In today's digital age, where competition is constantly expanding, successfully running a Google Search campaign has become…
A search snippet, or Google snippet, is a generated extract of web page content that is featured in the SERPs. Snippets are very important when it comes to attracting visitors, as a well-written snippet can go a long way in attracting users to click on your link and thus increase the click-through rate and visits to your site. Until recently, it was valid that Google extracts snippets from search terms and meta data, primarily meta descriptions. However, this is no longer the rule.
Google has updated its guidelines for search snippets to clarify how the algorithm chooses what to use in search results. The emphasis is placed on the content of the site, and this is another reason why it is important to have one quality designed website, as well as quality content on it.
How does Google choose snippets in search?
Google has updated its documentation for Search snippets to clarify what affects Google's algorithm for choosing what to display as a snippet in search results. This change can represent a big change in how meta descriptions are written and how content is optimized.
A web page that appears on search engine results pages (SERPs) consists of a title, a URL, and a one- to two-sentence description of what the web page is about. That last part is called a snippet. A snippet is defined as a concise or brief description of what a web page is about. Traditionally, the snippet is mostly derived from the meta description. But that hasn't been the case for some time.
Google clarifies policy for snippets
Google has updated its documentation to clarify that the content of the page is the main source of where the snippet comes from. The changes also made it clearer that structured data and meta description are not the primary source for creating snippets.
The official change documentation says:
"What: Our snippet documentation explains that the primary source of a snippet is the page content itself.
Why: The previous wording incorrectly implied that structured data and the HTML meta description element were the primary sources for snippets."
Google has removed a significant amount of text from the previous version of the documentation. The previous version implied that the snippet was derived mainly from the meta description, and said that Google "may" also select content on the page for the snippet.
Content is the main source of snippets
Updated documentation now makes it clear that page content is the main source of snippets. A meta description can only sometimes make an impact on how the snippet will be generated.
This is the new version of the documentation:
"Google primarily uses the content on the page to automatically determine the appropriate snippet We may also use descriptive information in the meta description element when it describes the page better than other pieces of content."
A new wording has also been set:
"Snippets are primarily created from the page content itself. However, Google sometimes uses the HTML meta description element if it can give users a more accurate description of the page than content taken directly from the page.”
What the change in guidelines means for SEO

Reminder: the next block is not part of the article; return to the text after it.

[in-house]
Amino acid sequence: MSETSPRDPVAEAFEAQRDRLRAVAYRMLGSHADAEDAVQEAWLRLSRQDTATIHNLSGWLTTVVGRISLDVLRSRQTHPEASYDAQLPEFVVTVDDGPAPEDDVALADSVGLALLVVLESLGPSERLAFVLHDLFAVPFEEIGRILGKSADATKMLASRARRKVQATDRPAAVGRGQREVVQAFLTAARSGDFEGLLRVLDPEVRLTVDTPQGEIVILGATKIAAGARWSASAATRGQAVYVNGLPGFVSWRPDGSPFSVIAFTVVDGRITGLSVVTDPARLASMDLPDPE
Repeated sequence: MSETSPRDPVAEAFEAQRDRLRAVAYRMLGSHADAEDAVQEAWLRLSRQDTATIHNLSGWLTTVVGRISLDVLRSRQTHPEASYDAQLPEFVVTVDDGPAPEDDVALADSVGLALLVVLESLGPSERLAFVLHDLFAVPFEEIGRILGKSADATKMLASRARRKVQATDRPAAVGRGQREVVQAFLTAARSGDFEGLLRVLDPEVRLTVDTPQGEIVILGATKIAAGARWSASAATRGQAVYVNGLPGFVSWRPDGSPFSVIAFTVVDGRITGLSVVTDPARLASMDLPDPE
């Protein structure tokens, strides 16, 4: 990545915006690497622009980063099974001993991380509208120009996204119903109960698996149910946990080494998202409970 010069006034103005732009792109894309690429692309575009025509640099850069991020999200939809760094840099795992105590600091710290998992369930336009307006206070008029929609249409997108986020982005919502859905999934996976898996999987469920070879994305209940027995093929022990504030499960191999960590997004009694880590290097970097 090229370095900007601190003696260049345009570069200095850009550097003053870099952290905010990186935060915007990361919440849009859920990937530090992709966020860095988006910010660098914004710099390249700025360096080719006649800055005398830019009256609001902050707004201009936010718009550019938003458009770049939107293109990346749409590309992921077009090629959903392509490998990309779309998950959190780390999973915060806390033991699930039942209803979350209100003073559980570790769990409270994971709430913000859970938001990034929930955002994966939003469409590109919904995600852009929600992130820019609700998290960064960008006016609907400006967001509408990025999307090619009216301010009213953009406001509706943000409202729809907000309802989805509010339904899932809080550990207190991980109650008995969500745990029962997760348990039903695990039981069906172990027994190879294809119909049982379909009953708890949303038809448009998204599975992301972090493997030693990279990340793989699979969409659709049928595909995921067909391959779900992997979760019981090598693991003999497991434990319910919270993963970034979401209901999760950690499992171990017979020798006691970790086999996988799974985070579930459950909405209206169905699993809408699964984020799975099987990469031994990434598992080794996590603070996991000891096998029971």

Many SEO guides published online (wrongly) advise that the best way to optimize your meta description is to use it as "advertising copy" and use "target keywords" in it.
The idea is that the keywords shown in the snippets are bolded in the SERPs, making them stand out, so the keywords in the meta description will get bold keywords that will draw attention to them and drive a higher click-through rate.
It's 100% wrong advice and out of date. Adding keywords to the meta description is not important (meta descriptions are not used for ranking) and the purpose of the meta description is not to attract clicks from the SERPs. This is old and outdated advice and will cause Google to not use the meta description for the snippet.
The proper use of a meta description is to accurately and concisely describe what the web page is about, period.
Google is not interested in serving search optimized snippets. They want to show a description of what the web page is about, and Google's advice on how to write a meta description follows the official HTML meta description specification.
How to write a meta description from now on
Like Google advises to write a meta description:
"Google will sometimes use a page tag to generate a snippet in search results if we believe it provides a more accurate description to users than would be possible based on the content on the page alone. The meta description tag generally informs and engages users with a short, relevant summary of what a particular page is about.”
Google then describes the content of the meta description by comparing it to something that might resemble an advertisement. Meta descriptions are like an advertisement that convinces the user that the page is exactly what they are looking for.
The big takeaway from the updated snippet guidelines is that the primary source of snippets is content and that Google "can" use a meta description. Finally, Google makes it clear that structured data plays no role in choosing which words to use as a snippet.
What this means for SEO then is that the days of packing keywords into the meta description are definitely over. Use them correctly and it can help you better control the snippet that Google uses in search results.
Made by Nebojsa Radovanovic - SEO Expert @Digitizer